“When sound recording reached the point where the sound was recorded on a synchronized but separate piece of media (such as 35mm film, audio tape, or other media) a method of keeping the recording media and camera film “in sync” was needed. The solution was to use a special form of motor which has multiple “windings” in it, and which can be connected to another identical motor in such a way that turning one motor a certain distance will turn the other motor exactly the same distance. The motors did not have to be close together, and, with appropriate circuitry, did not have to be of the same size or power. These motors were called selsyn (self synchronous) motors. A system was created where a single sound recording room could be connected to any of the stages on a studio lot (you can still see the connection points on some of the oldest stages.) The sound mixer (sound man) on stage connected the control panel to the recording room and the camera. There was a selsyn motor on the camera and it was linked to a matching selsyn motor on the sound recording equipment at another point on the studio lot.
In order to use this system, the sound mixer used an intercom to the sound recordist to tell him to “roll”, or start the system. Since this was a very mechanical system, it took some time to start and get up to proper speed. When proper speed and synchronization was reached, the recordist would use the intercom to announce, “Speed” and the sound mixer would relay that to the director and crew on the stage. The expression is still used, but now simply means, “Sound is recording”.
It was the recordist who actually started and stopped the camera motor (the camera operator had a switch to ensure that the camera didn’t roll at an inopportune time such as loading, replacing lenses, etc., and to stop it if something went amiss). The actual power source for the camera motor was in the sound booth.[2][3]
When a shot was planned that did not require sound, the sound mixer would ask the recordist to “roll the motor only”. The recordist would start the camera motor without starting the matching “sound” motor and electronics. The procedure, allegedly, acquired the name “motor only shot”, thus MOS.”
From Wikipedia on MOS more info here https://en.wikipedia.org/wiki/MOS_(filmmaking)

Which ever you think is true the important part is to know what MOS means so you look competent on a set. The clearer you are on a movie set about what people are saying and doing the easier and more comfortable you will be.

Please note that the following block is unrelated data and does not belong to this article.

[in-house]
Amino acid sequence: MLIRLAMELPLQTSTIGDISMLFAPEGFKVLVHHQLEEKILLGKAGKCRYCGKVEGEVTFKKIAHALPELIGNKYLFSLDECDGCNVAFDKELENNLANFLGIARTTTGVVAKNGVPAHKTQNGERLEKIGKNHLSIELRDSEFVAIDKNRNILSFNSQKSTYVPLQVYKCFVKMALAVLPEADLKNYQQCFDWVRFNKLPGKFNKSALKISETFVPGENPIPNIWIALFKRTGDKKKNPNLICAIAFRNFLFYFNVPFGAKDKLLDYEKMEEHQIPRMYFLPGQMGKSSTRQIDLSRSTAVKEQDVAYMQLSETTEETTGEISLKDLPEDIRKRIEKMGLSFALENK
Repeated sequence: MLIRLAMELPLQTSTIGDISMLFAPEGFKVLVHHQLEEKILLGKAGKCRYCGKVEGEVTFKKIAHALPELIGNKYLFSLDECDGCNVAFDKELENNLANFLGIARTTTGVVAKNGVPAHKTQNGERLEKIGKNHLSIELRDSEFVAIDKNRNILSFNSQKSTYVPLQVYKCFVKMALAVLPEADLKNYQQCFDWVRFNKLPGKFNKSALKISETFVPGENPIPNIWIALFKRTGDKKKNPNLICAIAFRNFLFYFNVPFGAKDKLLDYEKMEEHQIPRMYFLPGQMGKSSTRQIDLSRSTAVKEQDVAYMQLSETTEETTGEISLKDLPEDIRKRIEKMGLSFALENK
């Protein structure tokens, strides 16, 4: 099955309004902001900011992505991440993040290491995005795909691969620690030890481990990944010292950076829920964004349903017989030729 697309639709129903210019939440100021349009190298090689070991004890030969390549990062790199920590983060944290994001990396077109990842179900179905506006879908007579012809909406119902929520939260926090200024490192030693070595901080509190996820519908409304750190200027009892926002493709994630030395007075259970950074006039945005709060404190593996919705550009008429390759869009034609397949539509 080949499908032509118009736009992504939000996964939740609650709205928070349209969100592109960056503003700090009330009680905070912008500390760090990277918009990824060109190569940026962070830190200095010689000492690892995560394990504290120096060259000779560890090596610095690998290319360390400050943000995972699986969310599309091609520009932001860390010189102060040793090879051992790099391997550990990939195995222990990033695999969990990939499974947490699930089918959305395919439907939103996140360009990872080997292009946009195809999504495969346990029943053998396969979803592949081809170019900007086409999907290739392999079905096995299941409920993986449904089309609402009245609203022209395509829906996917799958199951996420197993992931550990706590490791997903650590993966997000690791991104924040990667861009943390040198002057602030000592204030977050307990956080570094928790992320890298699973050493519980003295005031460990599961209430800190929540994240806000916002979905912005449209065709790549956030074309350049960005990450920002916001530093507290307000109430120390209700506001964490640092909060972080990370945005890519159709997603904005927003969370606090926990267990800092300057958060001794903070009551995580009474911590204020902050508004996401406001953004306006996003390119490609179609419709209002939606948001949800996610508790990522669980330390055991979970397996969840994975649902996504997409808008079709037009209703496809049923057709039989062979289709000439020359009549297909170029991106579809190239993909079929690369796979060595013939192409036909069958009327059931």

For more definitions of words in filmmaking see other posts. SYNC IN FILMSOUND IN FILM,Camera History


How I ended up Being Script supervisor

Just like many other young girls, I had set out to become an actress when I came to Hollywood. It is usually the dream of many girls to become actresses in Hollywood. The nationwide popularity that actresses get is what pushes many young girls to this profession. But even so, there are other jobs in Hollywood that are actually more interesting than acting. Of course, you will never get to know about this until you get there.

How was the Script supervisor Idea Developed?

Given the number of many applicants in an acting career, it was clear that I had to wait for quite some time before I could get my first acting role. Luckily, for me, I had some experience stage managing and running a theater in a college. This is how the idea of getting a job in script writing developed. I had to look for a job as a crew member and realized that my experience in theater will help me secure a role as script supervisor. I secured that job and started off an exciting career in the film industry.

My Experience in Script supervision

Though I had not come to Hollywood seeking a career in scriptwriting, I found myself glued to this interesting role in the film industry. I think it is fate that directed me here for things are now working better than I had initially thought. I am having quite a nice experience in this role.

What are the Benefits of Scriptsupervisor in the Film Industry?

As an aspiring actress who found herself locked in script writing. I have realized that scriptwriting is very beneficial in advancing my quest to become whatever I want in this lucrative film industry. Here are some of the benefits I get as a script supervisor.

  • Direct Contact with Great Directors and Producers 

In this role, I get direct contact with Hollywood great producers and directors. This helps me to learn from them how to make great films. 

  • Practical Experience

As a script supervisor, I get practical experience in filmmaking. The kind of experience that I get here cannot be gotten in school. This is what players in the film industry need in order to sharpen their skills. It is like am getting paid to be trained since I get experience in acting while I work as a script supervisor.